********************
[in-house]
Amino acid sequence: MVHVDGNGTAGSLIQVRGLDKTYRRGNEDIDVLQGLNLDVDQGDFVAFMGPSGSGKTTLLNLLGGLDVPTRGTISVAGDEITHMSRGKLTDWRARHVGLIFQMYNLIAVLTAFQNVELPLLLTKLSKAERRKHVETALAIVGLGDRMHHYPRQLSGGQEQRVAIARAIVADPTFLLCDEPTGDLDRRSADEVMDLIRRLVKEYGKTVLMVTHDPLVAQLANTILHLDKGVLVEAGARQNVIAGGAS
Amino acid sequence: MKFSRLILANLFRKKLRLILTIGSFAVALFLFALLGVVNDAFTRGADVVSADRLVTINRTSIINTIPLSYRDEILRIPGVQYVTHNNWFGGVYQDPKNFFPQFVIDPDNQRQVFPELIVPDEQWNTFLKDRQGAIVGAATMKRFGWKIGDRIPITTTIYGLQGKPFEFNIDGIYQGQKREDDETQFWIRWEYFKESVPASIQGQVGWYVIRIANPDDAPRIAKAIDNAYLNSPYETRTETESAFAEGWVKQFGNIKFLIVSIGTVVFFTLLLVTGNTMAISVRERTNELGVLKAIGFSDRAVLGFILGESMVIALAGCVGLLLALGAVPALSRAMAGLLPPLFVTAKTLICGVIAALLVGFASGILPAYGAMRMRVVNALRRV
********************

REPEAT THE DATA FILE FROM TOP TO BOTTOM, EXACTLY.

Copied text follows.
[in-house]
Amino acid sequence: MVHVDGNGTAGSLIQVRGLDKTYRRGNEDIDVLQGLNLDVDQGDFVAFMGPSGSGKTTLLNLLGGLDVPTRGTISVAGDEITHMSRGKLTDWRARHVGLIFQMYNLIAVLTAFQNVELPLLLTKLSKAERRKHVETALAIVGLGDRMHHYPRQLSGGQEQRVAIARAIVADPTFLLCDEPTGDLDRRSADEVMDLIRRLVKEYGKTVLMVTHDPLVAQLANTILHLDKGVLVEAGARQNVIAGGAS
Amino acid sequence: MKFSRLILANLFRKKLRLILTIGSFAVALFLFALLGVVNDAFTRGADVVSADRLVTINRTSIINTIPLSYRDEILRIPGVQYVTHNNWFGGVYQDPKNFFPQFVIDPDNQRQVFPELIVPDEQWNTFLKDRQGAIVGAATMKRFGWKIGDRIPITTTIYGLQGKPFEFNIDGIYQGQKREDDETQFWIRWEYFKESVPASIQGQVGWYVIRIANPDDAPRIAKAIDNAYLNSPYETRTETESAFAEGWVKQFGNIKFLIVSIGTVVFFTLLLVTGNTMAISVRERTNELGVLKAIGFSDRAVLGFILGESMVIALAGCVGLLLALGAVPALSRAMAGLLPPLFVTAKTLICGVIAALLVGFASGILPAYGAMRMRVVNALRRV